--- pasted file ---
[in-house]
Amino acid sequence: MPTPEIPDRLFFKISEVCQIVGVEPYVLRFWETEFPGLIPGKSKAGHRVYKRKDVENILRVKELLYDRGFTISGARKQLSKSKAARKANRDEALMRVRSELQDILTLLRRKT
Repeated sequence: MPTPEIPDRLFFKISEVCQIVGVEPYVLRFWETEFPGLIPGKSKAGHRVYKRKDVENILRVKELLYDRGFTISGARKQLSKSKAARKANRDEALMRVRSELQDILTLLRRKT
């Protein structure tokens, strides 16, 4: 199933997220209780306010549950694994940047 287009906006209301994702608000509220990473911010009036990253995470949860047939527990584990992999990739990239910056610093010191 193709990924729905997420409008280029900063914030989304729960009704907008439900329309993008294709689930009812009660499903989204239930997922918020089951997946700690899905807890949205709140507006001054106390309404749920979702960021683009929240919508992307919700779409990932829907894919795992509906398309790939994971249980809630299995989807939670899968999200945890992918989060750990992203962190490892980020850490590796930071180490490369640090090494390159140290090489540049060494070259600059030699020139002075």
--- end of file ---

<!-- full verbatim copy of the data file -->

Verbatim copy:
[in-house]
Amino acid sequence: MPTPEIPDRLFFKISEVCQIVGVEPYVLRFWETEFPGLIPGKSKAGHRVYKRKDVENILRVKELLYDRGFTISGARKQLSKSKAARKANRDEALMRVRSELQDILTLLRRKT
Repeated sequence: MPTPEIPDRLFFKISEVCQIVGVEPYVLRFWETEFPGLIPGKSKAGHRVYKRKDVENILRVKELLYDRGFTISGARKQLSKSKAARKANRDEALMRVRSELQDILTLLRRKT
């Protein structure tokens, strides 16, 4: 199933997220209780306010549950694994940047 287009906006209301994702608000509220990473911010009036990253995470949860047939527990584990992999990739990239910056610093010191 193709990924729905997420409008280029900063914030989304729960009704907008439900329309993008294709689930009812009660499903989204239930997922918020089951997946700690899905807890949205709140507006001054106390309404749920979702960021683009929240919508992307919700779409990932829907894919795992509906398309790939994971249980809630299995989807939670899968999200945890992918989060750990992203962190490892980020850490590796930071180490490369640090090494390159140290090489540049060494070259600059030699020139002075």